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Thread: Best grind on a production knife?

  1. #41
    Quote Originally Posted by Pensacola Tiger View Post
    Of the OOTB production knives I've used, the Suisin Inox honyaki, the Tadatsuna, the Sakai Yusuke and the Gesshin Ginga were the best at "falling through food". All of them had moderate "stiction", which is the tradeoff you make. All of them have thin blades, and are in the "laser" or "laser-like" category.

    You mentioned "messed up grinds", and this is usually seen in thin knives that are not thin "behind the edge" so that it takes a lot of force to cut food like carrots. These knives need anywhere from minor to major tweaks to be good cutters. Some that I have used are the Richmond Artifex and Addict, the Hiromoto AS, the Bu-Rei-Zen (Blazen), the Fujiwara FKH and the Hattori HD.

    Knives by Murray Carter would fall into the first category, but I don't consider them "production" knives.

    Hope this may answer your question.

    Rick
    Thanks Rick that's what I was looking to know. I'm just getting started and trying to experience what's the best of production knives (ie not knives you have to get on a waiting list to order). Actually good to know what knives are subpar performers not to waste money on those.

  2. #42
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    Quote Originally Posted by ar11 View Post
    Thanks Rick that's what I was looking to know. I'm just getting started and trying to experience what's the best of production knives (ie not knives you have to get on a waiting list to order). Actually good to know what knives are subpar performers not to waste money on those.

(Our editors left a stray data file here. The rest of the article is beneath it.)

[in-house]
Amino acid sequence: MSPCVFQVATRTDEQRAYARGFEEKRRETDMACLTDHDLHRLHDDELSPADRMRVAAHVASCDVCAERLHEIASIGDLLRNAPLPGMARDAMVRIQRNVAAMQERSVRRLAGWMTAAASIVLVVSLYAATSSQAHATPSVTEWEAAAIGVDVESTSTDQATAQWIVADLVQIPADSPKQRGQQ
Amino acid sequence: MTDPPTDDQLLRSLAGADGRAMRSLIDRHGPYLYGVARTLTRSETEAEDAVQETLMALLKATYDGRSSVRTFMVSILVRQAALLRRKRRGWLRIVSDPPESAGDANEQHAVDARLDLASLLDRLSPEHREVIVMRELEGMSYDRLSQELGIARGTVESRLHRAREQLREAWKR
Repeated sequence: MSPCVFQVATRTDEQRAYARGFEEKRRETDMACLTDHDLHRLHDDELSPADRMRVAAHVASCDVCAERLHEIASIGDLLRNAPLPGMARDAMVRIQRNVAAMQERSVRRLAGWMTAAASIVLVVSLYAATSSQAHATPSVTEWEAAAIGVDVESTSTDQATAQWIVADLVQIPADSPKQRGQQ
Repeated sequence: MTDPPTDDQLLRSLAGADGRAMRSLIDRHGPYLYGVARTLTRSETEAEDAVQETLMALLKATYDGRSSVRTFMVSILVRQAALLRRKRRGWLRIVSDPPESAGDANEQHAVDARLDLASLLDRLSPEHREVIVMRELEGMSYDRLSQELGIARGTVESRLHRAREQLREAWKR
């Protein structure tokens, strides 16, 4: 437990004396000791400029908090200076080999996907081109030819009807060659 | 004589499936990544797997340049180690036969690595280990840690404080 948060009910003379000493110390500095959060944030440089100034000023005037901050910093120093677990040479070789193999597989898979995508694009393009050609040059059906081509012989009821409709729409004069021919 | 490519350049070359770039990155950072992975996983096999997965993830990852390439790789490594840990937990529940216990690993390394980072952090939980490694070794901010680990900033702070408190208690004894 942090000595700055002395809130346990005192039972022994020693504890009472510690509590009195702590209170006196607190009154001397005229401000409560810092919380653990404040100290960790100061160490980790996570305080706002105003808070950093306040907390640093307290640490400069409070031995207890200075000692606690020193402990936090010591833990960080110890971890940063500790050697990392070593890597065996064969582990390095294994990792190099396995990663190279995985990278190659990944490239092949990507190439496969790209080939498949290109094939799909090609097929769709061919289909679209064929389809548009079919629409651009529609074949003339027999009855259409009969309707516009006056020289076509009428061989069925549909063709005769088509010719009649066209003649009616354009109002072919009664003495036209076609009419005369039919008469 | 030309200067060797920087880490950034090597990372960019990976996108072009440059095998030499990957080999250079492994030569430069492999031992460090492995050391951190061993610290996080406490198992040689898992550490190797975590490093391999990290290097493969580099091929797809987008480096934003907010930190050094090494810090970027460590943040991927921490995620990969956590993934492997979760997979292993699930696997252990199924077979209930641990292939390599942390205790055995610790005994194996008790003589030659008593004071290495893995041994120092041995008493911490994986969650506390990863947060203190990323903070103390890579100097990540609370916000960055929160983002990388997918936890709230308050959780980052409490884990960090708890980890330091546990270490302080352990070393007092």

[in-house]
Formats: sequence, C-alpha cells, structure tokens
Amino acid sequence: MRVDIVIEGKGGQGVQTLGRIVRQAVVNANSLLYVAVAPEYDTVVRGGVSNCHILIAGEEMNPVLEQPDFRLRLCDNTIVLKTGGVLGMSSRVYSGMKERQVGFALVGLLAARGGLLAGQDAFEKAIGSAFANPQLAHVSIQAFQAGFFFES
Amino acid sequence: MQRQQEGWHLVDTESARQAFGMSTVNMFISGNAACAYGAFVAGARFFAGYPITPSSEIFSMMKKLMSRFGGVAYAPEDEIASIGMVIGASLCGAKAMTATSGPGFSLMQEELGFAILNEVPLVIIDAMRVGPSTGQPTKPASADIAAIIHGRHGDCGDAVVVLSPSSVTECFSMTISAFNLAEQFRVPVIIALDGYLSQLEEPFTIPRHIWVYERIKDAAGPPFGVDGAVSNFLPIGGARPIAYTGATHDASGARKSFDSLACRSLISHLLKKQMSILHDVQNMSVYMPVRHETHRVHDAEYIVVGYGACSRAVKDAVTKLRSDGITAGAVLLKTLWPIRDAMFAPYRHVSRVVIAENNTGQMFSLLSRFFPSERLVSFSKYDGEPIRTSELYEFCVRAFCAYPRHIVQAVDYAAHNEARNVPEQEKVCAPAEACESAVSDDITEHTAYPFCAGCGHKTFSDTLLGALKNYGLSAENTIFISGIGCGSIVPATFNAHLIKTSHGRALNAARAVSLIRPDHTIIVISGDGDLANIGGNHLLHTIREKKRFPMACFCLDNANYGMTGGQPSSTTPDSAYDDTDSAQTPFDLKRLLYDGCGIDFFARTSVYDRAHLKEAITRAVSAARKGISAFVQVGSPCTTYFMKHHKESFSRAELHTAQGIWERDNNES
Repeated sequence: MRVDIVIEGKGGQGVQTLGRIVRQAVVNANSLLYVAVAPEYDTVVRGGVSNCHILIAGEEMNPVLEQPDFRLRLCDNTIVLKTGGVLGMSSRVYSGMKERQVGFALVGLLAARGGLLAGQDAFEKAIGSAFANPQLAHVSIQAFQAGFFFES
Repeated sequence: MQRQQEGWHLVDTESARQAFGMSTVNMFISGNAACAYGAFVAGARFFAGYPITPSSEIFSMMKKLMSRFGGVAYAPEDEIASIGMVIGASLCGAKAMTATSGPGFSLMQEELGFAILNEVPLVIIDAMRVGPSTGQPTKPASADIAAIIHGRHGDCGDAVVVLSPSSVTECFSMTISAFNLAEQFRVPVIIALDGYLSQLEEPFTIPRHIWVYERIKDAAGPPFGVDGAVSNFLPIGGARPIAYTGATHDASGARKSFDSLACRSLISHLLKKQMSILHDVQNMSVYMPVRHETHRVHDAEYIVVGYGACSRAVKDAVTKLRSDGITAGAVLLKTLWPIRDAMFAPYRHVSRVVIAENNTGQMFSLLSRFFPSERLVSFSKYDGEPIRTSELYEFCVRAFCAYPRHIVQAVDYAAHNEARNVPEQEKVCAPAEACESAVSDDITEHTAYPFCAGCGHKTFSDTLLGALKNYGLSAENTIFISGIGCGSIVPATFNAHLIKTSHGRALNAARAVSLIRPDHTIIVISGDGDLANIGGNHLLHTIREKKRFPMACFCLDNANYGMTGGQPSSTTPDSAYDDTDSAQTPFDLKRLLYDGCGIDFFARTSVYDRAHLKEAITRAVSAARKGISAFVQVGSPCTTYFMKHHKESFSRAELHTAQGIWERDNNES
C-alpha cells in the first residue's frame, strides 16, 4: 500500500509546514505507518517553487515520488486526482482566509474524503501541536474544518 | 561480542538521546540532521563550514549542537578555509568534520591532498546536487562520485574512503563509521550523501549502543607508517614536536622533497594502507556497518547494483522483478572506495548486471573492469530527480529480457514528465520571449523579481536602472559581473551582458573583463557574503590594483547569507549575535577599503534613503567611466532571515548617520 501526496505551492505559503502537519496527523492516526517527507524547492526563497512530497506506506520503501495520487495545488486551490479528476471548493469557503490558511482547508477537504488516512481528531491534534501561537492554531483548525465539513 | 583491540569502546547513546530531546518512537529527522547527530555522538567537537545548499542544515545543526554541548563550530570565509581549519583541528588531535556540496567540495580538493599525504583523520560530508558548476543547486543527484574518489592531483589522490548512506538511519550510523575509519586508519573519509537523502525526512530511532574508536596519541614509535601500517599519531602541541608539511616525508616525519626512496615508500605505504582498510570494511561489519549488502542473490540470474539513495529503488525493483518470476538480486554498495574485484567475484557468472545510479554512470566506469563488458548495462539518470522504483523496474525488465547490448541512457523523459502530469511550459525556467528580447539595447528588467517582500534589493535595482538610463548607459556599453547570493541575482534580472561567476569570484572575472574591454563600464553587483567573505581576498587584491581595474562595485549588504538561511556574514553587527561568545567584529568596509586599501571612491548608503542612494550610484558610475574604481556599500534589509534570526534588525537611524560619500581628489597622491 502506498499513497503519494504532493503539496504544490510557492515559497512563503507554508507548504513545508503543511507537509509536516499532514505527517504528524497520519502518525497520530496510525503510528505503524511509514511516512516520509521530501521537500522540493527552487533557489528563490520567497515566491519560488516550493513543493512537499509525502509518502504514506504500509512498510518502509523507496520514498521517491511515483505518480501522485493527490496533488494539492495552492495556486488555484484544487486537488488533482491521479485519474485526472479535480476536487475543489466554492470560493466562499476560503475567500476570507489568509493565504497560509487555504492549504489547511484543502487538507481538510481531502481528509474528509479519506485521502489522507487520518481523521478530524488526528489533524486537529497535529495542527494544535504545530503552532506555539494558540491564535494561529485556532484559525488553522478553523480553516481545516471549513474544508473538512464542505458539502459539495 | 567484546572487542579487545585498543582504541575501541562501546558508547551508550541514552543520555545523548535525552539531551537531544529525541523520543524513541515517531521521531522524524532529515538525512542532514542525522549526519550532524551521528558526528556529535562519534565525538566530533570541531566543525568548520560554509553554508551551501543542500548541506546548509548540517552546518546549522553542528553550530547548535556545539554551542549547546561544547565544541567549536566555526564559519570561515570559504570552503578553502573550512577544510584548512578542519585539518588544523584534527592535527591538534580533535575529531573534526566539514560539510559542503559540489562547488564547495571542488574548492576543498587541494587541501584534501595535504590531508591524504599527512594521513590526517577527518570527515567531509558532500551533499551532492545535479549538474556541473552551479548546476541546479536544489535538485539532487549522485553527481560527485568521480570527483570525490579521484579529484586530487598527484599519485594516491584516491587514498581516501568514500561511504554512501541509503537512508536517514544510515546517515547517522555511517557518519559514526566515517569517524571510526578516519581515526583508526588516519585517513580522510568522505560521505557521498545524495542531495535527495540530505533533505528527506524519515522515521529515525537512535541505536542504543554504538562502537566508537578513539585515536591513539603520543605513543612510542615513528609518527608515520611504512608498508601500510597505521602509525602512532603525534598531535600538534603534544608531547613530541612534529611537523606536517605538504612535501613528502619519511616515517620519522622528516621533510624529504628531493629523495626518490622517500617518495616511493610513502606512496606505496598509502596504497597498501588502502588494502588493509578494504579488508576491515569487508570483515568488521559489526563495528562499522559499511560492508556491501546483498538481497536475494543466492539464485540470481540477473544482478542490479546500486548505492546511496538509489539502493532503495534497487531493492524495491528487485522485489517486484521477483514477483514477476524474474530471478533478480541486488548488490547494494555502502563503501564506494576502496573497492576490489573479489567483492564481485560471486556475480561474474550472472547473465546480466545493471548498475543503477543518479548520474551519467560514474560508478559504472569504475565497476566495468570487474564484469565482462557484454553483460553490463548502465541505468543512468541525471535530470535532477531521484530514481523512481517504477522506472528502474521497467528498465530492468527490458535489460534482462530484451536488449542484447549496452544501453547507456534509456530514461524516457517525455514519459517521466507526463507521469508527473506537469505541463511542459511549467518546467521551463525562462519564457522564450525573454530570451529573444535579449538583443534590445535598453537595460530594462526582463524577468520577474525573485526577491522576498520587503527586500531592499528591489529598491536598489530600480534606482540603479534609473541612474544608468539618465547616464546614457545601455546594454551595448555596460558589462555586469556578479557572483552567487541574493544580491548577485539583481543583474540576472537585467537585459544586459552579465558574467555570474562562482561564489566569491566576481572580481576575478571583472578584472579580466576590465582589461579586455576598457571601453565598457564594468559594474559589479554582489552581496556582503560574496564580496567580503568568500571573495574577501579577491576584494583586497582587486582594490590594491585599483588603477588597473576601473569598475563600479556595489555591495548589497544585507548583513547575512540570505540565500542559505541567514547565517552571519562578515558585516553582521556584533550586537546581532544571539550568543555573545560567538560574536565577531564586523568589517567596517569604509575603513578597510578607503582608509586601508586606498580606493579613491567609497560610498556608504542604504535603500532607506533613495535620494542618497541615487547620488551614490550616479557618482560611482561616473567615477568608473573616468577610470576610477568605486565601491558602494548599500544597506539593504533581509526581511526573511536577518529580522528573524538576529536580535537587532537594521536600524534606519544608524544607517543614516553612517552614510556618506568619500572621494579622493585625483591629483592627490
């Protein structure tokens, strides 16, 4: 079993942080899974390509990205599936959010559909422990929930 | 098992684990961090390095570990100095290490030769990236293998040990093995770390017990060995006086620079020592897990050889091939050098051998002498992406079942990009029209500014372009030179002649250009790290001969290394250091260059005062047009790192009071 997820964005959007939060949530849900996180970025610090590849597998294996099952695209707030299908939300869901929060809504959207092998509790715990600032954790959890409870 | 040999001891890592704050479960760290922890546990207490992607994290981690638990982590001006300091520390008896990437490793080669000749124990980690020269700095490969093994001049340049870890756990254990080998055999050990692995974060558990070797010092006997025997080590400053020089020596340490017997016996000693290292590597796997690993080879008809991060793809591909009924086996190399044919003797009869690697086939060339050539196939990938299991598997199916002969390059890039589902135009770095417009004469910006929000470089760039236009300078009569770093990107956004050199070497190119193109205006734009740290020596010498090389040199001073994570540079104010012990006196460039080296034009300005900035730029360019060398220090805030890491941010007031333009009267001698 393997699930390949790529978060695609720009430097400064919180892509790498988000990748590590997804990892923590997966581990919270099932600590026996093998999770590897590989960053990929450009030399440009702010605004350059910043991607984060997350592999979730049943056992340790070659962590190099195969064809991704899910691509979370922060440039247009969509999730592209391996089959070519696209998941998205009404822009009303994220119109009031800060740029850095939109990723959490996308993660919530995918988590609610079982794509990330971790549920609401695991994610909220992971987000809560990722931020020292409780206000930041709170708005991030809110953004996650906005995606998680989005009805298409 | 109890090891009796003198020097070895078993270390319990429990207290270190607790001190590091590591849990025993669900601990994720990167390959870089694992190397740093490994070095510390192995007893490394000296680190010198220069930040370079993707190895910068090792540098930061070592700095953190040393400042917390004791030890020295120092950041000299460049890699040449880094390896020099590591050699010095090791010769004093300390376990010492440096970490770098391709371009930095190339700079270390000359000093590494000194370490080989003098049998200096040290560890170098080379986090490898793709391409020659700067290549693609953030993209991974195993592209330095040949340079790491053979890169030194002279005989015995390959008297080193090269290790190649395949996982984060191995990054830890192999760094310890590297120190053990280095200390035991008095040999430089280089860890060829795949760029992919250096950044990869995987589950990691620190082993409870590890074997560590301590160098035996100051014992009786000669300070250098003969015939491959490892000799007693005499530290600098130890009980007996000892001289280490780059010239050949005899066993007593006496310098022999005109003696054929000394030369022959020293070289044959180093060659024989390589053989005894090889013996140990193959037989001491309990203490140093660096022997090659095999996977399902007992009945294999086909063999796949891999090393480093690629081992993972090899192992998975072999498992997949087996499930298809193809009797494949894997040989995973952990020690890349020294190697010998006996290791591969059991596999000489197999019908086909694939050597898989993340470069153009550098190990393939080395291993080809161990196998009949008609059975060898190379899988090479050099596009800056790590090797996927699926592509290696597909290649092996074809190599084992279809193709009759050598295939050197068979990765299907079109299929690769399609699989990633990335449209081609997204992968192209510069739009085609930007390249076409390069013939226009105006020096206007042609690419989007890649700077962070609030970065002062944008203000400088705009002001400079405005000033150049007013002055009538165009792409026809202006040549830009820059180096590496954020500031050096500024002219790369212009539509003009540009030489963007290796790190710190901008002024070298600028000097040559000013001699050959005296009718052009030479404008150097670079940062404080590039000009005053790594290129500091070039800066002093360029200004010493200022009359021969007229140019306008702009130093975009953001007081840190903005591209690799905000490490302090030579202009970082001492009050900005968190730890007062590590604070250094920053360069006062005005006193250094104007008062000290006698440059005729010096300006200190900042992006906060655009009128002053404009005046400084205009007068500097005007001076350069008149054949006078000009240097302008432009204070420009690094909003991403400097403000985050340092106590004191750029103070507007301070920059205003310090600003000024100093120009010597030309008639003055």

One of the great benefits of KKF is a pretty good passaround system, where you can try out a knife for the price of postage and insurance. Keep your eyes open for a passaround you might be interested in. The more exposure you get to various knives the better, and it beats buying them.
    “I hear and I forget. I see and I remember. I do and I understand.”

  3. #43
    Senior Member EdipisReks's Avatar
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    Quote Originally Posted by Benuser View Post
    How do you deal with that concavity?
    You grind as flat as you can. You'll end up using multiple angles.

  4. #44
    My Gesshin Ginga 240mm grind was beautiful out of the box. Not overly sharp but it still slices very well because of that very nice thin grind. It's probably time to take it to my stones for a quick touch-up since it has been my go-to knife that sees daily use. Even last night it was used for dinner prep and finished up by cleanly slicing through a large watermelon like it was soft butter.

  5. #45
    Senior Member EdipisReks's Avatar
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    Quote Originally Posted by tomsch View Post
    My Gesshin Ginga 240mm grind was beautiful out of the box. Not overly sharp but it still slices very well because of that very nice thin grind. It's probably time to take it to my stones for a quick touch-up since it has been my go-to knife that sees daily use. Even last night it was used for dinner prep and finished up by cleanly slicing through a large watermelon like it was soft butter.
    I would just put a micro bevel on it, with a finishing stone, if it's not chipped. Keep that stock grind as long as possible.

  6. #46
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    deleted :-)

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